Something blew a hole in my pool light fixture

Cybernurse

Gold Supporter
Jun 15, 2015
59
Albuquerque NM
This is the first time I have removed the fixture, changed the bulb.I replaced the incandescent bulb in this light fixture following direction on a video for this exact fixture. Unfortunately, the video did not mention testing before reinstalling. My bad,should have done more research.
Anyway, the fixture filled with water, blew the bulb, and blew a hole in the fixture! What I am wondering is, is this the thermal protector? Close up it looks like 2 solid flat bars of metal in protective coating. It was originally “soldered”to the fixture. First picture is before bulb replacement and re-install. Second picture is after bulb replacement, bulb blew, hole in fixture.
One thing, I did not have the pilot screw the talk about at INYO POOLS. Apparently it does do some sort of grounding. I’m wondering if that was the problem? Can I fix this? I really don’t want to replace the fixture, it’s an old pool and you all know how projects go when you open up an ‘old’ anything to repair or replace.
 

avspin

Gold Supporter
Jun 3, 2015
138
Reno, NV
No pics.
But if there is a hole in your fixture DO NOT go in. Turn the breaker for the light off. Better yet disconnect the wires in the Jbox.
If it is the lens you can get a replacement but the water may have damaged the insides.
 

Cybernurse

Gold Supporter
Jun 15, 2015
59
Albuquerque NM
Sorry, forgot the pics! I have the breaker off and the fixture out of the niche.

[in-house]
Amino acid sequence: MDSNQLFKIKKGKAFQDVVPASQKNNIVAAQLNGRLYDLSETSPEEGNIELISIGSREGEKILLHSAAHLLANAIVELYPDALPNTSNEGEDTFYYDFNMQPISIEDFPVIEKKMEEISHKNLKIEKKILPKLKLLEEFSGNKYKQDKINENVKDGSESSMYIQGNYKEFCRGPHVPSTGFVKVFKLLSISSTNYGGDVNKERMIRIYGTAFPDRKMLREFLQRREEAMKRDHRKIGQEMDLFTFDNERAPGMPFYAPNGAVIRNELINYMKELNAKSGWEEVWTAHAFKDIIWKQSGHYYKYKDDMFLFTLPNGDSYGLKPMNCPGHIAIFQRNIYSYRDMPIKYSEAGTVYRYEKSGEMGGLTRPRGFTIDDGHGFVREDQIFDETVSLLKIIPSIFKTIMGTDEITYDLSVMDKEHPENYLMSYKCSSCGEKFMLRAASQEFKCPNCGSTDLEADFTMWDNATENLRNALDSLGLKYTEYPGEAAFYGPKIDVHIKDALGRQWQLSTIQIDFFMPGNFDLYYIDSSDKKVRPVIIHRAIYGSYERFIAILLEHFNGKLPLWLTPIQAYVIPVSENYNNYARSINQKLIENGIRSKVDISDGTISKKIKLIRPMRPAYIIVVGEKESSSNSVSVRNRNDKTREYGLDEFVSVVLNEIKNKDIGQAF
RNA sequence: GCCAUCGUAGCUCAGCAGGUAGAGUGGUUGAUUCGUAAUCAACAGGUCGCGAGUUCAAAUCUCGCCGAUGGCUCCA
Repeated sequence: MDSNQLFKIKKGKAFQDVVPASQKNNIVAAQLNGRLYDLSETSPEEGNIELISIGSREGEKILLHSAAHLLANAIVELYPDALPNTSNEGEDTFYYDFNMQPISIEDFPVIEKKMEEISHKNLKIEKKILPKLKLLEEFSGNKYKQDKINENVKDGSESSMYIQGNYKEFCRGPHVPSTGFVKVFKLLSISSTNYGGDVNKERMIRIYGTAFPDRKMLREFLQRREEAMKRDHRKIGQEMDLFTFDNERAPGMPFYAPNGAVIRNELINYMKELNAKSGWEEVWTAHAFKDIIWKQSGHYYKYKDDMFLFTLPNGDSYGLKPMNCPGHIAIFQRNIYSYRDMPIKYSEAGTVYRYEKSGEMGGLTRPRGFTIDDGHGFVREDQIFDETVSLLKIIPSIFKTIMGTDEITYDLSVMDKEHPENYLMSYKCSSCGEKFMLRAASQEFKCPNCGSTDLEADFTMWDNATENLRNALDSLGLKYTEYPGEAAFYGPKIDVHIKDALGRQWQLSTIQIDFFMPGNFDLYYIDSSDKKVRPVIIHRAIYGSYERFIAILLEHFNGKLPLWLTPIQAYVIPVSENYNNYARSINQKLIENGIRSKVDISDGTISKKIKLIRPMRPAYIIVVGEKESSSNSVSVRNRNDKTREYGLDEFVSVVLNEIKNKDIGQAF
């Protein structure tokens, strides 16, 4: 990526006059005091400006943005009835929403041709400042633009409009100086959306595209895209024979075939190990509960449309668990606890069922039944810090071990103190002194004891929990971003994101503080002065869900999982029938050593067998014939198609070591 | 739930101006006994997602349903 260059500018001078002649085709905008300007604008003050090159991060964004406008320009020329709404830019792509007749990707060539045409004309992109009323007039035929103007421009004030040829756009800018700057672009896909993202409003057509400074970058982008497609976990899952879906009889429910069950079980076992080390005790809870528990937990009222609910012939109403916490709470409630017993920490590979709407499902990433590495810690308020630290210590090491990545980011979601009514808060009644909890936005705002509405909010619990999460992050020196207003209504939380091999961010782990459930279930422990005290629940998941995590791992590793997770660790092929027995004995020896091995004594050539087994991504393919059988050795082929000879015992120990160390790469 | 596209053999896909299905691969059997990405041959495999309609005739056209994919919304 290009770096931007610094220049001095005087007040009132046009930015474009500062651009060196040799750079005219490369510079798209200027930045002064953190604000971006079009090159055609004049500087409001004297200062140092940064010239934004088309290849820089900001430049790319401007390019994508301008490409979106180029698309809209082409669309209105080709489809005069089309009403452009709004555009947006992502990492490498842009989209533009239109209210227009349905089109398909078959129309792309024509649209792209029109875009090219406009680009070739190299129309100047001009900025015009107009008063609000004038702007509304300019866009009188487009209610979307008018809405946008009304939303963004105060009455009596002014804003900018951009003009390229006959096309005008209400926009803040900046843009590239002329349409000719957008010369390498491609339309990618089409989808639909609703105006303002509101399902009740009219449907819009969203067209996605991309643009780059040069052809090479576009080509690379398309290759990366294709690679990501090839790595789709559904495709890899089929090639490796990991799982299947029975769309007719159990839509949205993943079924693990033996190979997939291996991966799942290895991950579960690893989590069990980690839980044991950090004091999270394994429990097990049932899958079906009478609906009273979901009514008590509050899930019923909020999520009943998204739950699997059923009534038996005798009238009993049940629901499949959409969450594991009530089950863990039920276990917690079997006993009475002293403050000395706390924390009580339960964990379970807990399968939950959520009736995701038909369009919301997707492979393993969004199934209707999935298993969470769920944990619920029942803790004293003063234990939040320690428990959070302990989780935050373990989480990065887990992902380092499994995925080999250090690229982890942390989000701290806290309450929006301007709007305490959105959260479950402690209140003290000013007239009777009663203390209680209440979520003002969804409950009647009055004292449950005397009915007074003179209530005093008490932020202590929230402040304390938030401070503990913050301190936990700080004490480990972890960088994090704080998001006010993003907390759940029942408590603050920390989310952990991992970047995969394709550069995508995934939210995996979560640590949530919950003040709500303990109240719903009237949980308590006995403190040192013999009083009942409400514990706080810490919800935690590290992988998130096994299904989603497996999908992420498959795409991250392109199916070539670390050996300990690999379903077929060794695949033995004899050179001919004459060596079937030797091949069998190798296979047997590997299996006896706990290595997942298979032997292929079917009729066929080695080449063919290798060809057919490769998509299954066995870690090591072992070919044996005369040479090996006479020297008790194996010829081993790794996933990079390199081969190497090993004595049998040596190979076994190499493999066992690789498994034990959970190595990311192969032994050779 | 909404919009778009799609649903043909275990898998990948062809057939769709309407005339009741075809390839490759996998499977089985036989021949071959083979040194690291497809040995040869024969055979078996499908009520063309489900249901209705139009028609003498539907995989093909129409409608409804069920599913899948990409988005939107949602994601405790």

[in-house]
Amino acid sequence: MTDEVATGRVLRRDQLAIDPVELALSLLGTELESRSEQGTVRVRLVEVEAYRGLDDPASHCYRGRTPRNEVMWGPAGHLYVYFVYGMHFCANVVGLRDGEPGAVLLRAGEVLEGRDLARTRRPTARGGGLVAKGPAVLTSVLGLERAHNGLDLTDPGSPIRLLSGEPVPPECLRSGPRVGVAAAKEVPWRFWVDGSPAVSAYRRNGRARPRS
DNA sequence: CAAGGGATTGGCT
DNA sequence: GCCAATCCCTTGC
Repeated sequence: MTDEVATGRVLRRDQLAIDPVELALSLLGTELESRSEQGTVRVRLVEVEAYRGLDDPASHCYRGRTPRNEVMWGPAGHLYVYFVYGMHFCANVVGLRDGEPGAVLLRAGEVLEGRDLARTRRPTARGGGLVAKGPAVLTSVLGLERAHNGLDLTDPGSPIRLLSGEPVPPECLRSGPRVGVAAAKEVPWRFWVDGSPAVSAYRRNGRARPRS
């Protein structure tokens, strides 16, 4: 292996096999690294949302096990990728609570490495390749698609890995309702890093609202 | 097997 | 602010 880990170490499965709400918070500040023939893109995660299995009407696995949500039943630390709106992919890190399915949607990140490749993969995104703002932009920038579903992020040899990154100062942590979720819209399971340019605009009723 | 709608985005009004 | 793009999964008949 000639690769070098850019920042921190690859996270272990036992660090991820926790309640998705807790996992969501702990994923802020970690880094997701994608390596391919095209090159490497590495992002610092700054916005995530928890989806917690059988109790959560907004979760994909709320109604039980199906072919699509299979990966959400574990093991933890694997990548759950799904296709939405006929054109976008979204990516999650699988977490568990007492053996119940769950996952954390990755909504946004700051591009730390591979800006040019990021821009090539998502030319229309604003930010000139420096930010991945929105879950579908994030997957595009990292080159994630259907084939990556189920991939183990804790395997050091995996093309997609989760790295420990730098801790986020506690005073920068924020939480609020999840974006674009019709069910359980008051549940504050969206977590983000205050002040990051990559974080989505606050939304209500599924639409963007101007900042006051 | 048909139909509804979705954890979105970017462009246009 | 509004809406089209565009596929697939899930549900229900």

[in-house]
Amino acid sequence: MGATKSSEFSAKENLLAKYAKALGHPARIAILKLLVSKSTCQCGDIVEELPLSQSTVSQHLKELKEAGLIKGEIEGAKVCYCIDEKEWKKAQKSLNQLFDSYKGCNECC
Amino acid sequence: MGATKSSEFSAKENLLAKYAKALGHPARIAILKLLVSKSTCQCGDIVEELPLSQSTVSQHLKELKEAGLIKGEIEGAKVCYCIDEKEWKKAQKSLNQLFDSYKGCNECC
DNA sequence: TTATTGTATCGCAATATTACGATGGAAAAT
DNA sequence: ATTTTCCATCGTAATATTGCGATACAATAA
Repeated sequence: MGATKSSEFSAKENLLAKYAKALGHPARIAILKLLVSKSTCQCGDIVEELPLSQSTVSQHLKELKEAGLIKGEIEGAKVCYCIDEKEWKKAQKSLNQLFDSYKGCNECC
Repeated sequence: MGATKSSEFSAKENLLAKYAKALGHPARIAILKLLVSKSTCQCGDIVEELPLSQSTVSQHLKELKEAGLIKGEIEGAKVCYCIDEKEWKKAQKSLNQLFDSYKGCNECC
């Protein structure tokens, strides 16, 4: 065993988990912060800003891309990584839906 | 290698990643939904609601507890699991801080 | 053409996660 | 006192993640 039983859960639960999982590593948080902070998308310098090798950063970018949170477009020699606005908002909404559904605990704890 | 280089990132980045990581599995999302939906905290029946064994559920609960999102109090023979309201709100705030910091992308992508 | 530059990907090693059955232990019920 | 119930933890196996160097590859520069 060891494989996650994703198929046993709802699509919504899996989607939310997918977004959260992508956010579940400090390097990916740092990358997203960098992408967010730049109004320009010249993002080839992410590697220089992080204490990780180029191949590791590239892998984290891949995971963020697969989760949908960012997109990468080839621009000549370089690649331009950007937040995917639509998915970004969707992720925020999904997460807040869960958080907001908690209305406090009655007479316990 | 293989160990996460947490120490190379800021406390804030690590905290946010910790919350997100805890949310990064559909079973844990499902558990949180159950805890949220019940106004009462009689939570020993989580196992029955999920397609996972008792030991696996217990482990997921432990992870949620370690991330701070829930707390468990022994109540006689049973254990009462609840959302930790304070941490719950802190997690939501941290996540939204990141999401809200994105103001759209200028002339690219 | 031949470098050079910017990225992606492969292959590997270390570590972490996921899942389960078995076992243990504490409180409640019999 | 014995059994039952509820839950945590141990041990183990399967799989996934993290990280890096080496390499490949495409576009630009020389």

On the first photo, the intact “whatever it is” is at 11:00.
The hole that was created when lamp blew is at 1:00 on the above or 2nd photo.m( reposted 2nd photo because photo would not show full-size)
 

Cybernurse

Gold Supporter
Jun 15, 2015
59
Albuquerque NM
That light is toast. Literally. You need a new fixture.
Yah, yah, I knew that just had to put it out to the universe for the easier, softer way.
So is that piece by the hole the thermal protector, you think?
Why are light fixtures so gol’dang expensive!
Now I haft a figure out what niche I have, no labels or markings.
 

ajw22

Gold Supporter
TFP Guide
Jul 21, 2013
19,805
Northern NJ
Is the light on a GFCI breaker? My guess is no.

I think that piece by the hole was the grounding or bonding lug. My guess is the water shorted the circuit to ground.
 

Cybernurse

Gold Supporter
Jun 15, 2015
59
Albuquerque NM
No, no GFCI that I can find on the circuit. I probably need to add one when I replace the light fixture. See, already the project scope expands!?
Thanks for your help!
 

ajw22

Gold Supporter
TFP Guide
Jul 21, 2013
19,805
Northern NJ
I think a GFCI would have prevented the light from exploding. The GFCI would have tripped at the first sign of a problem. Instead it took a full short circuit in the light housing that generated heat and pressure causing the damage.

Your incident is a good example of why a GFCI is required by code. You are lucky no one was injured.